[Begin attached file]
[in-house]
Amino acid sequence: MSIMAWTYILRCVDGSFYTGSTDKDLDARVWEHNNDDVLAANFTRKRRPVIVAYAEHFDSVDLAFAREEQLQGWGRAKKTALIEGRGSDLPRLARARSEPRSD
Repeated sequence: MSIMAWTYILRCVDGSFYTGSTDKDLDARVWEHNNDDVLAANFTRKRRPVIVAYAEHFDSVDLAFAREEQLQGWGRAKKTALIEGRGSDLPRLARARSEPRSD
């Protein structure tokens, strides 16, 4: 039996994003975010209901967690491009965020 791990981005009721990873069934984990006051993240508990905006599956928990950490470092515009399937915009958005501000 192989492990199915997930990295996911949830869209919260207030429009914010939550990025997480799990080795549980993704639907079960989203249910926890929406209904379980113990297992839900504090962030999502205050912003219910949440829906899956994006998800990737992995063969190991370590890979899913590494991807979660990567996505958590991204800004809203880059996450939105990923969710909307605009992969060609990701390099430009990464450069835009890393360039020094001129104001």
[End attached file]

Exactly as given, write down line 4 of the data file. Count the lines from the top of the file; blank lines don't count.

């Protein structure tokens, strides 16, 4: 039996994003975010209901967690491009965020 791990981005009721990873069934984990006051993240508990905006599956928990950490470092515009399937915009958005501000 192989492990199915997930990295996911949830869209919260207030429009914010939550990025997480799990080795549980993704639907079960989203249910926890929406209904379980113990297992839900504090962030999502205050912003219910949440829906899956994006998800990737992995063969190991370590890979899913590494991807979660990567996505958590991204800004809203880059996450939105990923969710909307605009992969060609990701390099430009990464450069835009890393360039020094001129104001």